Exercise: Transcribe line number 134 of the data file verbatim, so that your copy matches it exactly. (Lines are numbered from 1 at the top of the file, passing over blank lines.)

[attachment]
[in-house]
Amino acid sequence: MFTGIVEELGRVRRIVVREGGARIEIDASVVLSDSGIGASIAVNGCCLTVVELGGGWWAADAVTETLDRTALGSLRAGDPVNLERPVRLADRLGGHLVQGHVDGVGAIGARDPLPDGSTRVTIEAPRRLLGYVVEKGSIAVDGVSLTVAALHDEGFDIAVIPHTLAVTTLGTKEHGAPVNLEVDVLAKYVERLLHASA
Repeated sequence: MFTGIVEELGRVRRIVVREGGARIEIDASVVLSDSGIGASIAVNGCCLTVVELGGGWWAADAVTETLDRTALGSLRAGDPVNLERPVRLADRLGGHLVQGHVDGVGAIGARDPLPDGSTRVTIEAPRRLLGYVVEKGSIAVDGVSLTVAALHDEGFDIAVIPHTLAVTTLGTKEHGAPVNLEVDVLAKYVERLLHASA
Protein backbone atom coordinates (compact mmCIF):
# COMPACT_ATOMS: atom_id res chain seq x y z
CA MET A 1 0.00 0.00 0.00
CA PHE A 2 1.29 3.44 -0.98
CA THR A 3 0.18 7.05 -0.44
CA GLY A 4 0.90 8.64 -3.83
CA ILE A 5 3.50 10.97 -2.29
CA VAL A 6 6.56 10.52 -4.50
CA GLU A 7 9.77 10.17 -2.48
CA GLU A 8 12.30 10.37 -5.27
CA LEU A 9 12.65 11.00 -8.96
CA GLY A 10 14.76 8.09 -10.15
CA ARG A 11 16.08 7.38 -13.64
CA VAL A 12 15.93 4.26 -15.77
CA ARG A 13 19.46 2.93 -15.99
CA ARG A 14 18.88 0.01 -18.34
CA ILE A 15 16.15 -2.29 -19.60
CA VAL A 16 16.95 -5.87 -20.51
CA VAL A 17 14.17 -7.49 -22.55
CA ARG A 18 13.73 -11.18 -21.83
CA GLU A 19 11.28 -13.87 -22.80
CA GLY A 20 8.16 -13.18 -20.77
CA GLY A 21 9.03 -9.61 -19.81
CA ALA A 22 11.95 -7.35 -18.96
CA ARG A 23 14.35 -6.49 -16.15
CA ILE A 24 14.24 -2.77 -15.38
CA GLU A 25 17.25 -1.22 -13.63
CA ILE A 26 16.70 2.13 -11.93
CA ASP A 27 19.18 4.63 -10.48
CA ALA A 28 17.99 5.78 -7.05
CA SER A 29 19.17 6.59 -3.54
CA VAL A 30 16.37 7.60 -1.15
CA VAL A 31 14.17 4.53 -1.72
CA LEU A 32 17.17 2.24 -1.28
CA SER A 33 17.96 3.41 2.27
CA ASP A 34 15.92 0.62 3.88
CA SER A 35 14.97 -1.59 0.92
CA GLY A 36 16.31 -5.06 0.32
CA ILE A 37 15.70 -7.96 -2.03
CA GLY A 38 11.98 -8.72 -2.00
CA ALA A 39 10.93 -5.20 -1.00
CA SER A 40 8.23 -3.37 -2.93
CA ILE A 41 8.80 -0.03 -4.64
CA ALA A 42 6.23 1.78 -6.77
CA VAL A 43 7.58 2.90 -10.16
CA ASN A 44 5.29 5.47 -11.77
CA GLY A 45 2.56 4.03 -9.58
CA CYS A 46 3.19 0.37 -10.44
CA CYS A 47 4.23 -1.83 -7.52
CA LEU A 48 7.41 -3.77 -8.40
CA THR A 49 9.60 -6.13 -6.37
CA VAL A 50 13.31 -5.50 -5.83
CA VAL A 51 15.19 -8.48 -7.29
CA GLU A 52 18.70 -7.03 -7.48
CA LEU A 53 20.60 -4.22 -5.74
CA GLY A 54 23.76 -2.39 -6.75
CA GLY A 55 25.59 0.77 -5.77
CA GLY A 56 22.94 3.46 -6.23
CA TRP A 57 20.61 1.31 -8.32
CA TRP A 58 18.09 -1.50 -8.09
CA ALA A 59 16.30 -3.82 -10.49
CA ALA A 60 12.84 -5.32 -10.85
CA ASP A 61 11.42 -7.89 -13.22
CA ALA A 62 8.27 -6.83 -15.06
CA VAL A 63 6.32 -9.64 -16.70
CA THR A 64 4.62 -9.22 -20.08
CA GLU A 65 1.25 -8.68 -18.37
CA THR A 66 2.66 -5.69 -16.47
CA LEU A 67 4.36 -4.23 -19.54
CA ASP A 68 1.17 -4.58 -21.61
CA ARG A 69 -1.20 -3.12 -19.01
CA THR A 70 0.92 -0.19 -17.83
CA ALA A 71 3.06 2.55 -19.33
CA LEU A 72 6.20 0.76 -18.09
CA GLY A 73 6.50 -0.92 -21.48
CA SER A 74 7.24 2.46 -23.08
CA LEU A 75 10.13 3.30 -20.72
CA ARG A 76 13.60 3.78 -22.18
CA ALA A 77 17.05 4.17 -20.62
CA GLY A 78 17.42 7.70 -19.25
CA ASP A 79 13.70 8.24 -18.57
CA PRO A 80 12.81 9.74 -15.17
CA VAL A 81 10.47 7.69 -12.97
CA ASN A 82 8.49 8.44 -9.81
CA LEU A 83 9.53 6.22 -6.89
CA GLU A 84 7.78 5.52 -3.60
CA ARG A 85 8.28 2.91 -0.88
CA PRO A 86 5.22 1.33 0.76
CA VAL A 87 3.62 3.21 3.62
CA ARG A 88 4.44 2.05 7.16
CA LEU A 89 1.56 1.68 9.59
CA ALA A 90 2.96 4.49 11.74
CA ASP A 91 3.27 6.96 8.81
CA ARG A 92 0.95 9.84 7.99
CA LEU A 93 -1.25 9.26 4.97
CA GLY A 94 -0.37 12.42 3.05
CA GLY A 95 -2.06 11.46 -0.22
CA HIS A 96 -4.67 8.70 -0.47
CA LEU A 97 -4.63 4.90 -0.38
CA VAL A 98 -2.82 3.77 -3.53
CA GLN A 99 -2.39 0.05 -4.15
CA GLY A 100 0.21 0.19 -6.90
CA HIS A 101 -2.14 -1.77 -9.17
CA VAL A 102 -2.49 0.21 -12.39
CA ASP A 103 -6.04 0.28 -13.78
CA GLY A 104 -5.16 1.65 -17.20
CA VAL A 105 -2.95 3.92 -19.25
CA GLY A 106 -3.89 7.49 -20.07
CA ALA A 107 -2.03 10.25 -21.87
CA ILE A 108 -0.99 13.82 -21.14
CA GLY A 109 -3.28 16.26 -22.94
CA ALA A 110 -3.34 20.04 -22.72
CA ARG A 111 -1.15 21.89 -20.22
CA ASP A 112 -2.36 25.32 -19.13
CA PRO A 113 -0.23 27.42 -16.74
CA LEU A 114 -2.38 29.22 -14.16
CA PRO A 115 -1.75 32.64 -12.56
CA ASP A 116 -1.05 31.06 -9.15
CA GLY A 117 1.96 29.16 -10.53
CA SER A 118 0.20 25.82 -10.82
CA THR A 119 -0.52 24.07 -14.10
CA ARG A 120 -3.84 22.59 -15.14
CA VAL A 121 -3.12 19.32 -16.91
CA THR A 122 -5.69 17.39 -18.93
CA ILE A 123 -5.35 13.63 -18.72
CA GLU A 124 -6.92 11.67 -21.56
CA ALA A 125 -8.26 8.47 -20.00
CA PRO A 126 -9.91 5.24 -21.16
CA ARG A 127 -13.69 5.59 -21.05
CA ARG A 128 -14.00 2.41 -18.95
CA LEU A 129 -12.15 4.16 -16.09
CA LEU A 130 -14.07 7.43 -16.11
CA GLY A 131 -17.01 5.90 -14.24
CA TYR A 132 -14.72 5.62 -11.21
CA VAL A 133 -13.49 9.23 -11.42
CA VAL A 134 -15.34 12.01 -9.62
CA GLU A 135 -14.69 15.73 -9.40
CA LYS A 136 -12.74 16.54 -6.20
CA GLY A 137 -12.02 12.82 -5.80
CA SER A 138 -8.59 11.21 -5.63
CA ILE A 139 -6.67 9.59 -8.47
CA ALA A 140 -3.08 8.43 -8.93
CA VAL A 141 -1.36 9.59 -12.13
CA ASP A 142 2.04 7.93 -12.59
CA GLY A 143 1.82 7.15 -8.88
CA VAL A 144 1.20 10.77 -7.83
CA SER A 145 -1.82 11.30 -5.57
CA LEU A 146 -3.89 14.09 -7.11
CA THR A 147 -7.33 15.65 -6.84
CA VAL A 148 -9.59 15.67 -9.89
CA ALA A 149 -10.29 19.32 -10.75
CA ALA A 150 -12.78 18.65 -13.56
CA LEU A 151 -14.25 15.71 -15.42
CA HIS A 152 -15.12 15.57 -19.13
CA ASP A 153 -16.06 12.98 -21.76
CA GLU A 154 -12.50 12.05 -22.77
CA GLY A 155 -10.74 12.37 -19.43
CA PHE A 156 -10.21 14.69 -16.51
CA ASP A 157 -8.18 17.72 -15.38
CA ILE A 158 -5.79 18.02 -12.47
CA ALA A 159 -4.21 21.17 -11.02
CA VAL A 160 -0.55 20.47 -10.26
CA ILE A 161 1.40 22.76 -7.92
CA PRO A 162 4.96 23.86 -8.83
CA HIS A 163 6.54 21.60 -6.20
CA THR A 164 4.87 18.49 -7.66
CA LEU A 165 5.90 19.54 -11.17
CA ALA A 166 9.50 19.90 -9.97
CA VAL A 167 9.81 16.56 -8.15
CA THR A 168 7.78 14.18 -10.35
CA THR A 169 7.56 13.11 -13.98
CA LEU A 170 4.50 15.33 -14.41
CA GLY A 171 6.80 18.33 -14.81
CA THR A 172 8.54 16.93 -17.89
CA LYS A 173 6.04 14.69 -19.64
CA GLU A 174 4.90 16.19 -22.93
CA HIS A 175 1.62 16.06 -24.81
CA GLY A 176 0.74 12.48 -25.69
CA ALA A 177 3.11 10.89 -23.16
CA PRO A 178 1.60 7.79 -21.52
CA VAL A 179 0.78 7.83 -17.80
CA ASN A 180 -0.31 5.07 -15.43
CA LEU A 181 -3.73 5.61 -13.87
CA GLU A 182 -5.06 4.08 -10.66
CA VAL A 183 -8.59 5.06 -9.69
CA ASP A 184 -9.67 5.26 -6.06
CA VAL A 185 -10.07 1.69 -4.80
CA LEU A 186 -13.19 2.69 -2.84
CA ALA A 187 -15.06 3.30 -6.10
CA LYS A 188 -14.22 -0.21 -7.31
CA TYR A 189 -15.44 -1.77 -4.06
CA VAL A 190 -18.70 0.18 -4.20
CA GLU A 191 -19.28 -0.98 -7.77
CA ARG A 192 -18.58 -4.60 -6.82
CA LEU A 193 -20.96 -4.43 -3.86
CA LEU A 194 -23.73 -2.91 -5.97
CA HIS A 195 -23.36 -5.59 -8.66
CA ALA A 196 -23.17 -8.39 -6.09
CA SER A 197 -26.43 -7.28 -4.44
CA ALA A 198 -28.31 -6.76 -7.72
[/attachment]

CA LEU A 129 -12.15 4.16 -16.09